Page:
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comment by lil
lil  ·  1891 days ago  ·  link  ·    ·  parent  ·  post: Hubski feedback/ feature request - follow others' block lists

Hi hyperflare - met you last night on IRC.

I have a lot of problems with people who "play" devil's advocate, although there are occasionally good reasons to do it. Interesting discussion here on the whole topic.





thewoodenaisle  ·  1891 days ago  ·  link  ·  

Here's the perspective of someone who loves playing devil's advocate:

1. I will play devil's advocate if someone mischaracterizes the opposition's arguments. To me, it is intellectually dishonest and poor form to argue against a shitty caricature or strawman of whatever it is you disagree with. It is not fair to the other side, who are not there to defend themselves from terribly constructed arguments lobbied at them.

2. Sometimes, I'll mentally construct arguments in the same way mathematicians formulate proofs. I'll select a bunch of axioms/postulates/assumptions/etcs and go, "Well, I have collected a bunch of axioms/postulates/assumptions/etcs. Let's see what comes out of it." And I'll construct an argument that's hopefully logically consistent. But is my argument truly logically consistent or do I merely believe and wish it were so? Eventually, I'll need input from other people to proofread the argument, so to speak. So what does playing devil's advocate have to do with this? Well, the assumptions I've chosen are not necessarily ones that I personally believe in. I treat the whole thing as a form of mental exercise to keep the mind sharp. And if those assumptions are ones that I disagree in and, in fact, believe in the opposite of, that runs into devil's advocate territory.

3. Playing devil's advocate of the opposition allows you to find weaknesses and holes in their argument, and, in general, "feel the rhythm" of the argument. What are its strengths? What are its weaknesses? If done right, playing devil's advocate also means finding counterarguments to the devil's advocate. And what do you know, the counterarguments of a devil's advocate are the counterarguments of your couterarguments ie your arguments.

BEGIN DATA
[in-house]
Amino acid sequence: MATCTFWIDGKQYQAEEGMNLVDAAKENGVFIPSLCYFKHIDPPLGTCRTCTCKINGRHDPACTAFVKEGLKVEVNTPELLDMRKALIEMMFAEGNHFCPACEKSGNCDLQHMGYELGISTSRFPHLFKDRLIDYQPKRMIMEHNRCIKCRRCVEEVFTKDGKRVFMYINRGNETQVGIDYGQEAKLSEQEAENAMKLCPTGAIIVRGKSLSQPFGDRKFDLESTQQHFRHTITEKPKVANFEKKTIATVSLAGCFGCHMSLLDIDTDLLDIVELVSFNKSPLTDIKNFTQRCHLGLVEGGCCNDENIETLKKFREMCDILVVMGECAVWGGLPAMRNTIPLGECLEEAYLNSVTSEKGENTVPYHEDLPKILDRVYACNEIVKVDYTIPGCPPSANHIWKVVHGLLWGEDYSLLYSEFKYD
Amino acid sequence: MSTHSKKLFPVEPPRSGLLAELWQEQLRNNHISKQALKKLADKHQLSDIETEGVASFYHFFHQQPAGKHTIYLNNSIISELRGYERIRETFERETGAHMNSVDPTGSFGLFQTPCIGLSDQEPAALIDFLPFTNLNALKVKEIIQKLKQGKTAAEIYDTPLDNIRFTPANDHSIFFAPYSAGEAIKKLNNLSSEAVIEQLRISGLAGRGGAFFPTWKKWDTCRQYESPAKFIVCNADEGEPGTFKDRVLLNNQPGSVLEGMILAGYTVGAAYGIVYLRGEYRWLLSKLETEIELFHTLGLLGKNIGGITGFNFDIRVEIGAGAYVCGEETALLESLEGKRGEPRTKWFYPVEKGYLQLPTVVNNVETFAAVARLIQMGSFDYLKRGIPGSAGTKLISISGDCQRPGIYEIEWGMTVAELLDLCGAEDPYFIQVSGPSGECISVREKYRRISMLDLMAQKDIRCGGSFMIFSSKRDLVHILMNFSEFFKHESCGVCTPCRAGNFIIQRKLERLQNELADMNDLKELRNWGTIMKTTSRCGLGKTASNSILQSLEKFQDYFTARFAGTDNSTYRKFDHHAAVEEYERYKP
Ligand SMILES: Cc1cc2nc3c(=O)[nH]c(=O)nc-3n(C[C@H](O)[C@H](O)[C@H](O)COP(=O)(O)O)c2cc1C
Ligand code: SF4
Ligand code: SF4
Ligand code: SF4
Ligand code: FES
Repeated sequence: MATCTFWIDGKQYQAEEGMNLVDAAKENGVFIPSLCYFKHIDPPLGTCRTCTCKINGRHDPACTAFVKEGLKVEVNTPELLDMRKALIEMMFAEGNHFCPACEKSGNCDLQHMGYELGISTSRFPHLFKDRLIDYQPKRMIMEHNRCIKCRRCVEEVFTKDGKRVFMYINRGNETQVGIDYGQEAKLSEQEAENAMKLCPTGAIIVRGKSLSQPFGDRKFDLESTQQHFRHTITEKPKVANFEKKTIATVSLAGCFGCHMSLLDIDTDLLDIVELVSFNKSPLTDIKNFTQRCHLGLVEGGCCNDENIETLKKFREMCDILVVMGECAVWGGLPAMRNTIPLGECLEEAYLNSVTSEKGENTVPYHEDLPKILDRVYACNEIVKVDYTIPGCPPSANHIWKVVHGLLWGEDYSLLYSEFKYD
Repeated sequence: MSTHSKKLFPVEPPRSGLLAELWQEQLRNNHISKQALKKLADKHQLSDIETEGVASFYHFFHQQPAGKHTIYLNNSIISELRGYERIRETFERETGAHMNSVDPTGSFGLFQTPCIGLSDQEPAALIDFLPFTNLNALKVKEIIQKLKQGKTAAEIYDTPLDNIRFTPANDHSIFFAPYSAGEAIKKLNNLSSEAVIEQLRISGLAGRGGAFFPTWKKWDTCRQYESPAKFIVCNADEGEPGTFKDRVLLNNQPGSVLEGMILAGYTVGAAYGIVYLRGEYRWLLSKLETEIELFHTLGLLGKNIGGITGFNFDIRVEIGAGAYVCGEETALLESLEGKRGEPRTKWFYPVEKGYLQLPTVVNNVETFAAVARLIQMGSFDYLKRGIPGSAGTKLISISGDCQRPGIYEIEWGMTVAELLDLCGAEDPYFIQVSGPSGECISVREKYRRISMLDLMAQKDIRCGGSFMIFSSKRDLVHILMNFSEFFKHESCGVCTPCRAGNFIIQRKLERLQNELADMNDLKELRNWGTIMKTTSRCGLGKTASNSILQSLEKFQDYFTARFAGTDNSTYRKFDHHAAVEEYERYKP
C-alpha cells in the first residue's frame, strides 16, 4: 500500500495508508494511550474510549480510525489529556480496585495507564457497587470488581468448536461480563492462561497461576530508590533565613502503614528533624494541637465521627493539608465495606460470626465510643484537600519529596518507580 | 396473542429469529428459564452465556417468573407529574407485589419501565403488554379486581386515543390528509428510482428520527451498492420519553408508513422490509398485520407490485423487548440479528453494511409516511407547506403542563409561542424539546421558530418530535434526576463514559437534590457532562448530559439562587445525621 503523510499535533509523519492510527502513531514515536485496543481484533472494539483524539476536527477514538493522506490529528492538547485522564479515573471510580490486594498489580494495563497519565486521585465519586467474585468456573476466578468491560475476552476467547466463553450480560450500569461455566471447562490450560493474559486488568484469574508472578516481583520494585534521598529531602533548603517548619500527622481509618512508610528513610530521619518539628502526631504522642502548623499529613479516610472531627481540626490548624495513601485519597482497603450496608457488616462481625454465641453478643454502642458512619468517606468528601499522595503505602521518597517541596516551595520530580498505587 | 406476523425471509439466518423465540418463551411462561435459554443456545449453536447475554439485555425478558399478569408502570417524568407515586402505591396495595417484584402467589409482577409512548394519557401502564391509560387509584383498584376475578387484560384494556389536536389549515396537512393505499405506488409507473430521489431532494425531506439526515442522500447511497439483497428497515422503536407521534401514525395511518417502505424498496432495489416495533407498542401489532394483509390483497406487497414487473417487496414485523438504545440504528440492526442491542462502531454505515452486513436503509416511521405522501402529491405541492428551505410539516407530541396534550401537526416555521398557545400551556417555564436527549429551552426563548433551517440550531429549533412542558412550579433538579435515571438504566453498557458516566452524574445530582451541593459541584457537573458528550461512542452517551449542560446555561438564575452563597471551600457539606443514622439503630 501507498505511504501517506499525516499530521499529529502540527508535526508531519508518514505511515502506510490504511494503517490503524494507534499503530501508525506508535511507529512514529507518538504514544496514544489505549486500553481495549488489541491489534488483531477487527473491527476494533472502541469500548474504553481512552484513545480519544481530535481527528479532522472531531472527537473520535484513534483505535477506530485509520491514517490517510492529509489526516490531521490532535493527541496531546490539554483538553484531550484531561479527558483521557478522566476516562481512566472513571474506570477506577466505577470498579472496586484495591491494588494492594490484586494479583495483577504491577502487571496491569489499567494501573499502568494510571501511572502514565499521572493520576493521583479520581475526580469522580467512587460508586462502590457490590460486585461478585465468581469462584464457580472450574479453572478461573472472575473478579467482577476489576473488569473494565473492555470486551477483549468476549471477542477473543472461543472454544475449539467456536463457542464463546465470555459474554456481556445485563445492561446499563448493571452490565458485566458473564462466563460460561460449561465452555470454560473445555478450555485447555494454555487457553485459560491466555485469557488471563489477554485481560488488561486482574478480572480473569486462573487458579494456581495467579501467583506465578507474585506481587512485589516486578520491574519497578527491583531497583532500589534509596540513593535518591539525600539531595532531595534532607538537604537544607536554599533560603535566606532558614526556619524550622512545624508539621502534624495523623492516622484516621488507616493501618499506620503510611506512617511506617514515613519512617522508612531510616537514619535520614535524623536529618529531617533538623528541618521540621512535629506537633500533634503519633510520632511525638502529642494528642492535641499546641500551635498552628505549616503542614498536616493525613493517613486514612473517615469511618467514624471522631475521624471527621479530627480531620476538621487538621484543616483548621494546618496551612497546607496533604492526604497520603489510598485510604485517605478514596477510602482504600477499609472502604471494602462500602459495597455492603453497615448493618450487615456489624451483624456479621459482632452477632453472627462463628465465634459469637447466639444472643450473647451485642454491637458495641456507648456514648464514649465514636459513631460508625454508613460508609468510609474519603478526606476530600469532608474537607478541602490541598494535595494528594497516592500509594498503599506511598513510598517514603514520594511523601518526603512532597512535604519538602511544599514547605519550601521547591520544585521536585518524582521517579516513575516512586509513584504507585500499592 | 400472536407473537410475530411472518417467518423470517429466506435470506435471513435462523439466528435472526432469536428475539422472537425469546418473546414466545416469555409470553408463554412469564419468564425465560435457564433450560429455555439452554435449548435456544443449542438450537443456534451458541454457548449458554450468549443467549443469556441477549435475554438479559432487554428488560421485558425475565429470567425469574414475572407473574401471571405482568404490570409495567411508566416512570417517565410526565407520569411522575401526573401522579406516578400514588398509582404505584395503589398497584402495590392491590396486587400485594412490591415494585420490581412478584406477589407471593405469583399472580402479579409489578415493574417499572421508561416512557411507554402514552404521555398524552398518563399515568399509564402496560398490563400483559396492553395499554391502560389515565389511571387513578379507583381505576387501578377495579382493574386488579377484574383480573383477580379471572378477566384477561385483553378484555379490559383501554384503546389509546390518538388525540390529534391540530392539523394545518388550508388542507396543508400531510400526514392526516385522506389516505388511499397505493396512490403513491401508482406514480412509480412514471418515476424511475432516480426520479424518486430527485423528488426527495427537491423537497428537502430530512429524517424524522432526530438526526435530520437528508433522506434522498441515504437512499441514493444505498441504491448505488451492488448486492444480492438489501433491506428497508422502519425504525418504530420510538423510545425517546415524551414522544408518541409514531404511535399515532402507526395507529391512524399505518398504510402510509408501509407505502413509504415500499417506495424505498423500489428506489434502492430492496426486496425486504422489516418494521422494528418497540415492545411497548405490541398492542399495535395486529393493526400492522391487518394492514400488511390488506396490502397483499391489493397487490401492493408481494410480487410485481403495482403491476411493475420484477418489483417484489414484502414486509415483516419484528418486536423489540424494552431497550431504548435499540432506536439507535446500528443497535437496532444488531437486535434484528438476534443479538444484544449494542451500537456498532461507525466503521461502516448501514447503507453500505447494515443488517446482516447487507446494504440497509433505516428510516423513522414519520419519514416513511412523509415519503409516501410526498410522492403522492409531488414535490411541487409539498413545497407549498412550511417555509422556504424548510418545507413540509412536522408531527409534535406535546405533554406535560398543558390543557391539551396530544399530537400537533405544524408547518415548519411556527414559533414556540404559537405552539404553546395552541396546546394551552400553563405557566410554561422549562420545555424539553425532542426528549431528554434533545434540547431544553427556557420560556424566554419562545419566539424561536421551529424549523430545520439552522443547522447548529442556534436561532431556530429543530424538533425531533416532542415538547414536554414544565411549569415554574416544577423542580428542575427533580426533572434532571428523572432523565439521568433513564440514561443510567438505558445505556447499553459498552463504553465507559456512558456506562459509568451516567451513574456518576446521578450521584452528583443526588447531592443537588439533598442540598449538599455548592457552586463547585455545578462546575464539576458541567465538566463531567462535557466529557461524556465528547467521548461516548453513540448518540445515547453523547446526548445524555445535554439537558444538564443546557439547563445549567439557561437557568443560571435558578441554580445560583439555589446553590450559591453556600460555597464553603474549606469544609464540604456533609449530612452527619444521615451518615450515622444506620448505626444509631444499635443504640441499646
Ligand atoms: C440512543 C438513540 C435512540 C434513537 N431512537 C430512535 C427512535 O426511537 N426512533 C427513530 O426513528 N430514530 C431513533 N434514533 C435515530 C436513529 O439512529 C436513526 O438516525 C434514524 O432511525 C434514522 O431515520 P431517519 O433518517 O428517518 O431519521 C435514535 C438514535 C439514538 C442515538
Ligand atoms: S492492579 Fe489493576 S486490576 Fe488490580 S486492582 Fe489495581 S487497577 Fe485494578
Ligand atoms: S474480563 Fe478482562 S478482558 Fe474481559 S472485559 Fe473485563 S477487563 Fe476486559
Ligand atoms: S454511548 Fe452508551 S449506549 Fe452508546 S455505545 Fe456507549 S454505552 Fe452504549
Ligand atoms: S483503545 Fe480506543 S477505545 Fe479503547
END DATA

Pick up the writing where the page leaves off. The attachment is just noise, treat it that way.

4. I use playing devil's advocate as a measurement of how much I grasp the opposition's arguments. The shittier my devil's advocate is, the shittier my grasp of the opposition's argument is, which casts doubt on how strong my actual arguments are. How can I be so sure of my arguments if my grasp of the opposition's argument is weak and flimsy? Because if my grasp of the opposition's argument is weak and flimsy, then what's more likely is that I haven't truly thought deeply of an issue rather than me being far smarter and better as a person than them. "They only believe in X because they're assholes" is never a good sign.

lil  ·  1891 days ago  ·  link  ·  

In discovering where one stands on an issue, it is a good idea to thoroughly explore both sides, even the one that doesn't have your sympathy at the moment. Your reasons seem like good reasons. Sometimes I suppose it's a good idea to look for the DA arguments before someone moves ahead with a decision -- especially if they honestly say, "Let's examine all the arguments in this case." I concede. I'll give the devil's arguers their due.

hyperflare  ·  1891 days ago  ·  link  ·  

Should I comment on that here or in the original thread?

lil  ·  1891 days ago  ·  link  ·  

here please. Will check much later. Have to leave the hub for now.

hyperflare  ·  1891 days ago  ·  link  ·  

Okay, so I'm not a big fan of the orginal linked article, at all. It's needlessly combative in my eyes and seems to be an outlet for the author's frustrations with people asking their opinion on stuff, because they are the expert on such stuff (in this case feminism).

The examples mentioned in the article are people who are merely pretending to play devil's advocate to mask their opinions. So yeah, those people suck and should ask themselves why they feel the need to hide their own opinions.